Why do you need a personal mission/life purpose statement?
It wasn’t until I started working through my identity inventory that I really started gaining confidence and understanding that I needed to be more aware of my self-direction and take control of my future.
I needed to be the boss of me and place myself in spaces where I could thrive and grow.
I want you to know who you are, inside and outside.
I want you to love the way you were created and learn how to maximize your strengths.
***For all the details on developing an identity inventory, listen to Episode 12: Creating a Life Purpose Statement, Part 1.
To help you work through this, download the free Life Purpose Statement worksheet under the resources tab at PiecesofGrit.com.
How to Create Your Life Purpose Statement
1. Begin by writing no more than a paragraph on what you believe is your Life Purpose.
Include 3 components: Substance, Dreams, Purpose
Example: My life purpose is using my education in physical therapy to help people heal from illnesses and other medical conditions. I love working with people on an individualized basis to achieve goals. Physical health plays such a large role in a person’s overall well-being and I want to see them be whole. My heart breaks when I see people with unnecessarily limited function and I am compelled to help them.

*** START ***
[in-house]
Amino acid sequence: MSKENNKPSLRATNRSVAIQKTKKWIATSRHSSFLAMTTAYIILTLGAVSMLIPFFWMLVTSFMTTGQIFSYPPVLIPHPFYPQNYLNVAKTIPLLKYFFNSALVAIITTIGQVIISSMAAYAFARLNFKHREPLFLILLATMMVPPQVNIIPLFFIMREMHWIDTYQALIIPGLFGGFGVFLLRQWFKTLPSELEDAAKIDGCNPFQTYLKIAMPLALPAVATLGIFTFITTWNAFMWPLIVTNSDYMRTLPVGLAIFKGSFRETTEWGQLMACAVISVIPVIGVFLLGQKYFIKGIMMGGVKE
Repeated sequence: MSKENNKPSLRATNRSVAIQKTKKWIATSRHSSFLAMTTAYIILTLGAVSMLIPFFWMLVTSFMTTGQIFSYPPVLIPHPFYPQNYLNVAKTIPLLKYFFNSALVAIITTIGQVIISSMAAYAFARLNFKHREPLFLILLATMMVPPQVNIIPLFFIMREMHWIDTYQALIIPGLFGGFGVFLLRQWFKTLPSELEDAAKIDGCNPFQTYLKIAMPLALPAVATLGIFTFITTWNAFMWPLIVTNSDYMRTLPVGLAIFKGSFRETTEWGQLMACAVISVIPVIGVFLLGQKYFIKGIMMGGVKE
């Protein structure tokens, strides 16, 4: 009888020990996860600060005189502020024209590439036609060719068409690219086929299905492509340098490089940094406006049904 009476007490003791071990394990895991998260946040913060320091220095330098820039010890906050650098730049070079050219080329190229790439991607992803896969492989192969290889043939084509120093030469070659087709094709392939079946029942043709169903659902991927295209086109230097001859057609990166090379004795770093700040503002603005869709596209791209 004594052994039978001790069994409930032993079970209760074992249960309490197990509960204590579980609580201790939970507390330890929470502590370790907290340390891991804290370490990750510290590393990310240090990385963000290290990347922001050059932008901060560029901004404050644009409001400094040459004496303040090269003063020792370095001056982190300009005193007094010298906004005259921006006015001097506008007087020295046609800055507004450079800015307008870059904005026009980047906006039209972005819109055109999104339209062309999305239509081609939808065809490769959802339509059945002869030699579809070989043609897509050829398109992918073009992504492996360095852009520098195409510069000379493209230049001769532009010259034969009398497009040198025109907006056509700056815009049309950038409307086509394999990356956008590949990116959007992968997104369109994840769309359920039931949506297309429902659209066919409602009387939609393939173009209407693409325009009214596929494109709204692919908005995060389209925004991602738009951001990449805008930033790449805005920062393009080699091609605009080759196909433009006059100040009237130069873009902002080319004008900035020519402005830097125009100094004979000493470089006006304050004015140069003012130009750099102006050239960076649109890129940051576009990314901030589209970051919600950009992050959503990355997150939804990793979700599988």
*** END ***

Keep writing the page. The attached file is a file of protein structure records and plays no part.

Once you have your paragraph version, let it sit for a while. Weeks or even months.
Meditate on it, share it and get feedback from trusted people around you.
Play around with it. Change components and see if that resonates more or less.
2. Refine your original paragraph
Remove specific statements that refer to companies, job positions, cities/states, or individuals.
Try to get your paragraph down to 2 sentences max.
3. Continue refining and reflecting until you have your Life Purpose communicated in a single sentence.
Example: My life purpose is to combine my knowledge of the physical body with my deep compassion in order to empower people to live healthy and happy lives.
That statement captures core values, strengths, education, and passion without locking that person into one profession or role.
It’s a filter to remind you of what’s most important in your heart and allow you to make choices in the middle of a potentially high stress situation based on parameters you set when you were calm and thinking clearly.
You have to know yourself to be able to pursue your dreams and stay on the widest path with the most options.
You are valuable and you have to see that in yourself before people will truly grasp that as well.
My hope is that to whatever degree you choose to work on your life purpose statement, you dig deeper into your identity and allow that revelation to cause your dreams to grow bigger and brighter.